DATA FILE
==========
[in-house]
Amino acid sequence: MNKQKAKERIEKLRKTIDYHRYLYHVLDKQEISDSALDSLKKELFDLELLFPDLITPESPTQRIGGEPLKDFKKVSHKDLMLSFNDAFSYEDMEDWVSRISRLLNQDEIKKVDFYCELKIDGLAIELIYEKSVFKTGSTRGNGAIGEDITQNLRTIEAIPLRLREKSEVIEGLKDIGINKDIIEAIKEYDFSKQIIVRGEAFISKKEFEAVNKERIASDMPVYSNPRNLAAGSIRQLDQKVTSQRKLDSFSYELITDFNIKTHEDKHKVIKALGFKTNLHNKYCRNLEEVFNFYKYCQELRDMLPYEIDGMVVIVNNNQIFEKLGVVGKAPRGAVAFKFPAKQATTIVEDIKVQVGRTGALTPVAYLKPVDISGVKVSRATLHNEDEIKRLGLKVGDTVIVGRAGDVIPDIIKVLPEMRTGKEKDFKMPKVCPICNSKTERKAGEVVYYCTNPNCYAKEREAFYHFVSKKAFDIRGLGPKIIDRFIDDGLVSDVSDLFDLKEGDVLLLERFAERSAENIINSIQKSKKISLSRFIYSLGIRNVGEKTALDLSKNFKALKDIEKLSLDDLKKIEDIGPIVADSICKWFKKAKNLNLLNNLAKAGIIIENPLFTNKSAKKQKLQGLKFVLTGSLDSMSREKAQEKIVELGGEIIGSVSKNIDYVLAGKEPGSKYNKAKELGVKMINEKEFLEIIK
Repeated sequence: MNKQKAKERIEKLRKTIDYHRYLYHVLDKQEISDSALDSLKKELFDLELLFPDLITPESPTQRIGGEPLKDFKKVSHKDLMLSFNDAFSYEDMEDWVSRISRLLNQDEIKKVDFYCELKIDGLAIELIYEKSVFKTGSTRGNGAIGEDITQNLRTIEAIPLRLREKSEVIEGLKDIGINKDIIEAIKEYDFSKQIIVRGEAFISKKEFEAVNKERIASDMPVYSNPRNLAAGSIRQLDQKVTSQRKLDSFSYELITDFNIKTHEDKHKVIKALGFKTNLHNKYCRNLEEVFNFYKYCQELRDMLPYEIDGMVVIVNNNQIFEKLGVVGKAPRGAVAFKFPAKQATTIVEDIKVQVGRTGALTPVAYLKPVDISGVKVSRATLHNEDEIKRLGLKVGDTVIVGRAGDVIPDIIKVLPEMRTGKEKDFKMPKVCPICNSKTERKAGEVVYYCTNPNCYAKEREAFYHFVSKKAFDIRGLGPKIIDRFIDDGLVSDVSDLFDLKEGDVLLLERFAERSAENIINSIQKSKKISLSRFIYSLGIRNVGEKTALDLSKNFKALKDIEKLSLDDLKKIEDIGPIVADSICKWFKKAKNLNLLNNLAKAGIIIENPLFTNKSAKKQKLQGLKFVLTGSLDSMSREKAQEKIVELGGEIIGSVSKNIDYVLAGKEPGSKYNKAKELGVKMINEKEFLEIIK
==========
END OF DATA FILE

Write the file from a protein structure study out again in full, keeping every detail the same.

[in-house]
Amino acid sequence: MNKQKAKERIEKLRKTIDYHRYLYHVLDKQEISDSALDSLKKELFDLELLFPDLITPESPTQRIGGEPLKDFKKVSHKDLMLSFNDAFSYEDMEDWVSRISRLLNQDEIKKVDFYCELKIDGLAIELIYEKSVFKTGSTRGNGAIGEDITQNLRTIEAIPLRLREKSEVIEGLKDIGINKDIIEAIKEYDFSKQIIVRGEAFISKKEFEAVNKERIASDMPVYSNPRNLAAGSIRQLDQKVTSQRKLDSFSYELITDFNIKTHEDKHKVIKALGFKTNLHNKYCRNLEEVFNFYKYCQELRDMLPYEIDGMVVIVNNNQIFEKLGVVGKAPRGAVAFKFPAKQATTIVEDIKVQVGRTGALTPVAYLKPVDISGVKVSRATLHNEDEIKRLGLKVGDTVIVGRAGDVIPDIIKVLPEMRTGKEKDFKMPKVCPICNSKTERKAGEVVYYCTNPNCYAKEREAFYHFVSKKAFDIRGLGPKIIDRFIDDGLVSDVSDLFDLKEGDVLLLERFAERSAENIINSIQKSKKISLSRFIYSLGIRNVGEKTALDLSKNFKALKDIEKLSLDDLKKIEDIGPIVADSICKWFKKAKNLNLLNNLAKAGIIIENPLFTNKSAKKQKLQGLKFVLTGSLDSMSREKAQEKIVELGGEIIGSVSKNIDYVLAGKEPGSKYNKAKELGVKMINEKEFLEIIK
Repeated sequence: MNKQKAKERIEKLRKTIDYHRYLYHVLDKQEISDSALDSLKKELFDLELLFPDLITPESPTQRIGGEPLKDFKKVSHKDLMLSFNDAFSYEDMEDWVSRISRLLNQDEIKKVDFYCELKIDGLAIELIYEKSVFKTGSTRGNGAIGEDITQNLRTIEAIPLRLREKSEVIEGLKDIGINKDIIEAIKEYDFSKQIIVRGEAFISKKEFEAVNKERIASDMPVYSNPRNLAAGSIRQLDQKVTSQRKLDSFSYELITDFNIKTHEDKHKVIKALGFKTNLHNKYCRNLEEVFNFYKYCQELRDMLPYEIDGMVVIVNNNQIFEKLGVVGKAPRGAVAFKFPAKQATTIVEDIKVQVGRTGALTPVAYLKPVDISGVKVSRATLHNEDEIKRLGLKVGDTVIVGRAGDVIPDIIKVLPEMRTGKEKDFKMPKVCPICNSKTERKAGEVVYYCTNPNCYAKEREAFYHFVSKKAFDIRGLGPKIIDRFIDDGLVSDVSDLFDLKEGDVLLLERFAERSAENIINSIQKSKKISLSRFIYSLGIRNVGEKTALDLSKNFKALKDIEKLSLDDLKKIEDIGPIVADSICKWFKKAKNLNLLNNLAKAGIIIENPLFTNKSAKKQKLQGLKFVLTGSLDSMSREKAQEKIVELGGEIIGSVSKNIDYVLAGKEPGSKYNKAKELGVKMINEKEFLEIIK